Gary Isaac Wolf
I’m a journalist, author, researcher, and the founder of Quantified Self.
Previously, I was founding executive editor of Wired Digital and a contributing editor at Wired magazine, a Knight Journalism Fellow at Stanford University, and a visiting professor at the School of Communication, Media and Information Technology at Hanze Technical University in The Netherlands.
I enjoy hearing from people involved in personal science and the Quantified Self community. Please don’t hesitate to get in touch:
Right now I’m writing a book called Personal Science: Learning to Observe. It’s aim is to inspire readers to seek answers to their own questions using an empirical approach. I’m fortunate that my book has five coauthors: Steven Jonas, Martijn de Groot, Sara Riggare, Thomas Blomseth Christiansen, and Jakob Eg Larsen.
The Quantified Self is a collaboration among users and makers of self-tracking tools who share an interest in self-knowledge through numbers. Our first international conference was held in 2011. Here are some links to key resources and ways to connect and contribute.
Contains the QS Show&Tell library of hundreds of self tracking talks given at our meetings, including many with transcripts.
This is the place to get technical self-tracking questions answered by an expert community.
Public Zotero Bibliography
Feel free to add references I may have missed. Not filtered for quality. This is meant to be an open list of scholarly publications directly relating to self-tracking theory and practice.
Here are links to some of the more interesting assignments and stories I’ve had a chance to work on.
NY Times Magazine cover story that helped accelerate the QS movement.
Want to remember everything you’ll ever learn?
I discovered Supermemo and the techniques of spaced repetition during a 9 month fellowship during which I wanted to learn Spanish quickly. Its inventor, Piotr Wozniak, became a friend for life.
Why Craigslist Is Such a Mess
The only profile ever published of the relatively introverted CEO Jim Buckmaster, who designed Craigslist’s extremely unconventional approach to running an essential public utility.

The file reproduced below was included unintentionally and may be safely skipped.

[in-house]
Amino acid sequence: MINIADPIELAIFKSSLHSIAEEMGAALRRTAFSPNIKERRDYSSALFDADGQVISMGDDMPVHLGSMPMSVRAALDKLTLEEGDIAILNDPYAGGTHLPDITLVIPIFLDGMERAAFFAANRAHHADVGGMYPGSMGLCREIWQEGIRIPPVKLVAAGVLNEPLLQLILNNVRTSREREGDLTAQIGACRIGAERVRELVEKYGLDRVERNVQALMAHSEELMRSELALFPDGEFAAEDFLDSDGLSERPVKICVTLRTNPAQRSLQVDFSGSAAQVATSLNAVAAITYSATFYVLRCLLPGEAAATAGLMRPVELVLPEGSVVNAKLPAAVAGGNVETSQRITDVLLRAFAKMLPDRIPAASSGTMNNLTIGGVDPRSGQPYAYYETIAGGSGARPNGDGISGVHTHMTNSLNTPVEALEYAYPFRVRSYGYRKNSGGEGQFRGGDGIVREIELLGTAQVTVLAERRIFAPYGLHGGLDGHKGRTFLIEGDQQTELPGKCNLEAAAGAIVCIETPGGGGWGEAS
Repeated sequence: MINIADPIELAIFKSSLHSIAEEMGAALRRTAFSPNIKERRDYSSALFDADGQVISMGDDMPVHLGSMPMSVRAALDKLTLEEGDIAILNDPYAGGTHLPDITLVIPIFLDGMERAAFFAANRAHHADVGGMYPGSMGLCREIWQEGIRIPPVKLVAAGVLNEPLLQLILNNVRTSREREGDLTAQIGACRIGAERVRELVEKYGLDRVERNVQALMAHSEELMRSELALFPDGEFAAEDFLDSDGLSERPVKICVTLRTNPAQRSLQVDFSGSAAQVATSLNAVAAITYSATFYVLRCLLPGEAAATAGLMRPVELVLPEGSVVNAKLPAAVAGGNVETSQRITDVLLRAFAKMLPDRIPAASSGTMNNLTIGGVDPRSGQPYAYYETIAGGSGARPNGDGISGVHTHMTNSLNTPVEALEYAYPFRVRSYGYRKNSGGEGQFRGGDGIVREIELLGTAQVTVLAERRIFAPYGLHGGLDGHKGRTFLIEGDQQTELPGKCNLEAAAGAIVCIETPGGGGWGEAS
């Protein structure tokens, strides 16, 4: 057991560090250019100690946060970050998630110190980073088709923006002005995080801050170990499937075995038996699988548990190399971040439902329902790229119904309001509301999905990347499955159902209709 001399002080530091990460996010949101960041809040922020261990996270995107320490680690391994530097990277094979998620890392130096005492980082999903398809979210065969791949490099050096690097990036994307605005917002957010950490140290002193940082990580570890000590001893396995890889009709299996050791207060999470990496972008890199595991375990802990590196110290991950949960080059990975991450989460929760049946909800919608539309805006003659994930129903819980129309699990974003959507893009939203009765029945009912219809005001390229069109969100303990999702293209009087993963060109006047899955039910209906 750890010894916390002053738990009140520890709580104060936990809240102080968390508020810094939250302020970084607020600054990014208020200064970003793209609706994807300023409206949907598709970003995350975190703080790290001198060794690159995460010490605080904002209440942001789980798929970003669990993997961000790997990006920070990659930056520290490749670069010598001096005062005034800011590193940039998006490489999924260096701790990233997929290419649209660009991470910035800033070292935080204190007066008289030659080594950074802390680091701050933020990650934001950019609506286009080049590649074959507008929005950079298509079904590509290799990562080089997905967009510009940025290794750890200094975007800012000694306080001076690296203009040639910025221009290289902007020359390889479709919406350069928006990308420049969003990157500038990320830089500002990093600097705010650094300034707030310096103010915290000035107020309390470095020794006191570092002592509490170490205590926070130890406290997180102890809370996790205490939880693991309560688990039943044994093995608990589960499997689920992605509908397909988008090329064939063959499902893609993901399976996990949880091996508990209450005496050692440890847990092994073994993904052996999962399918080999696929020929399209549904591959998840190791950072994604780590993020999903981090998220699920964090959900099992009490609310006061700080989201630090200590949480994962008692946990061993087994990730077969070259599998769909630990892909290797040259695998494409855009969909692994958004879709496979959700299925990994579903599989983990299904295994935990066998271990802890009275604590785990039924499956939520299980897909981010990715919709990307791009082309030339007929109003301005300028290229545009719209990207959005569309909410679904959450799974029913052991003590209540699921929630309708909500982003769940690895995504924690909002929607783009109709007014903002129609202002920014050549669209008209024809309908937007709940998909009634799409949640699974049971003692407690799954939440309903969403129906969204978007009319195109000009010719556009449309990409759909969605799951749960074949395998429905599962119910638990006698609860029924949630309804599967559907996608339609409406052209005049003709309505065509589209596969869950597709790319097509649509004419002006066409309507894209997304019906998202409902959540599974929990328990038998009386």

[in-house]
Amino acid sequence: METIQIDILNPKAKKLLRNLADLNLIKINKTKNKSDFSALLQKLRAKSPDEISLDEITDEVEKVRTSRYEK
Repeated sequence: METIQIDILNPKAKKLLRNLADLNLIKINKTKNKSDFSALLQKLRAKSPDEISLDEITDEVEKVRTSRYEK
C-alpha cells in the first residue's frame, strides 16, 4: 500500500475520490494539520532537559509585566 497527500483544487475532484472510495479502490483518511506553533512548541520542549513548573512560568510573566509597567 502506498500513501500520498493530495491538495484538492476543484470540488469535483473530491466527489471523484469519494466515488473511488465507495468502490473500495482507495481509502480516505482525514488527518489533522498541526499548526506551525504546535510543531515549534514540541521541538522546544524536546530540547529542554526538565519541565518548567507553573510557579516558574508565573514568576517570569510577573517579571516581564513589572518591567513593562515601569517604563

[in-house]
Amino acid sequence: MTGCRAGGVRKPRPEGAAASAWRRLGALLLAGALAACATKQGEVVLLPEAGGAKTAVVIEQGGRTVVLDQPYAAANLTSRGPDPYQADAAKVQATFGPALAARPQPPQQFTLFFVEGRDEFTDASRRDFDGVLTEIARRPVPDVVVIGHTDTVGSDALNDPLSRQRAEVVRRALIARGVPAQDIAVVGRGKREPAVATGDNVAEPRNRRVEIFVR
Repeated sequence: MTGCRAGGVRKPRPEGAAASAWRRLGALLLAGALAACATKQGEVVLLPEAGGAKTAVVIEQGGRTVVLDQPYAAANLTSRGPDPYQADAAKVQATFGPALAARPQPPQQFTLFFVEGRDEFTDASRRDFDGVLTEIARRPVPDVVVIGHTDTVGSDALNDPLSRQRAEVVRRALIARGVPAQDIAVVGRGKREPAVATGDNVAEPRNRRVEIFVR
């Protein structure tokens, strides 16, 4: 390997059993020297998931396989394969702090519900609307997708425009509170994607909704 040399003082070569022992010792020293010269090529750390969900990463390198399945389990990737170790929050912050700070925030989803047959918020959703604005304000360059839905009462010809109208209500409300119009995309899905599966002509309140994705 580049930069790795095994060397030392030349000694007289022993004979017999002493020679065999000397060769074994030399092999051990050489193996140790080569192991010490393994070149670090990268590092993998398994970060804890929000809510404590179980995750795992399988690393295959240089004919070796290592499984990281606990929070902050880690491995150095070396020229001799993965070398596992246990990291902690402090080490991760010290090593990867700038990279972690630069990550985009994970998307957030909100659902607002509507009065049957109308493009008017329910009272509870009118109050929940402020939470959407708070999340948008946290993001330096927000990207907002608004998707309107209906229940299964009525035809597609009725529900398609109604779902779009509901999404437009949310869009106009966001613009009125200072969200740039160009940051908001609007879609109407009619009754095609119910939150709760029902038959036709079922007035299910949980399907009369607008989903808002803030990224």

A Simple Plan to ID Every Creature on Earth.
Two obsessed entomologists, a generation apart, transforming the way we encounter nature, and making academic taxonomists very irritated.
The church of the non-believers.
Introducing “new atheism” in a way that satisfied nobody. I still get upset mail about it a decade later.
The great library of Amazonia
Brewster Kahle, the Internet Archive, and Jeff Bezos’ plan to digitize libraries full of old books.
Exploring the Unmaterial World
Profile of Rem Koolhaas and the “generous cruelty” of his realism.
The curse of Xanadu
An unreasonably detailed account of the longest running vaporware project in the history of computing. Fittingly, the longest story Wired ever published.
Spaced Repetition and Memory
The Memory Algorithm
How Piotr Wozniak operationalized a century-old scientific discovery and brought the techniques of spaced repetition into modern use. Below are links to two fascinating talks by Steven Jonas about unusual applications of spaced repetition in daily life.
- Memorizing “Trivial” Information: Using Geographical Facts As a Lattice For Knowledge.
- Memorizing My Daybook: Trying to Create Explicit Knowledge of Every Calendar Day
Mushrooms and gold. Among the most and the least perishable commodities. And yet, subject to strangely similar booms and busts. Over the years I’ve written two long stories about the remarkable mushroom hunters and gold prospectors Cathy Wood and Shawn Ryan, which, if current speculations bear out, will someday be a book, movie, and a dubious but irresistible .eth domain.
- Background to my reporting on the gold discoveries in the Yukon Territory.
- From the New York Times: Magic Mushrooms and Gold Mania in the Yukon.
- Can we feel good and bad at the same time? A guide to the “bi-polarity controversy.”
- John Cousins on Word Completion.
This QS Show&Tell talk illustrates how to use a daily word completion test as a mood tracking instrument.
“Free-Living Humans Cross Cardiovascular Disease Risk Categories Due to Daily Rhythms in Cholesterol and Triglycerides.” Journal of Circadian Rhythms 17 (2019).
“Approaches to Governance of Participant-Led Research: A Qualitative Case Study.” BMJ Open 9, no. 4
“Single Subject (N-of-1) Research Design, Data Processing, and Personal Science.” Methods of Informatics in Medicine, 56, no. 06
“The Quantified Self: Reverse Engineering.” Biosensing Technologies in Everyday Life, 2016, 67–72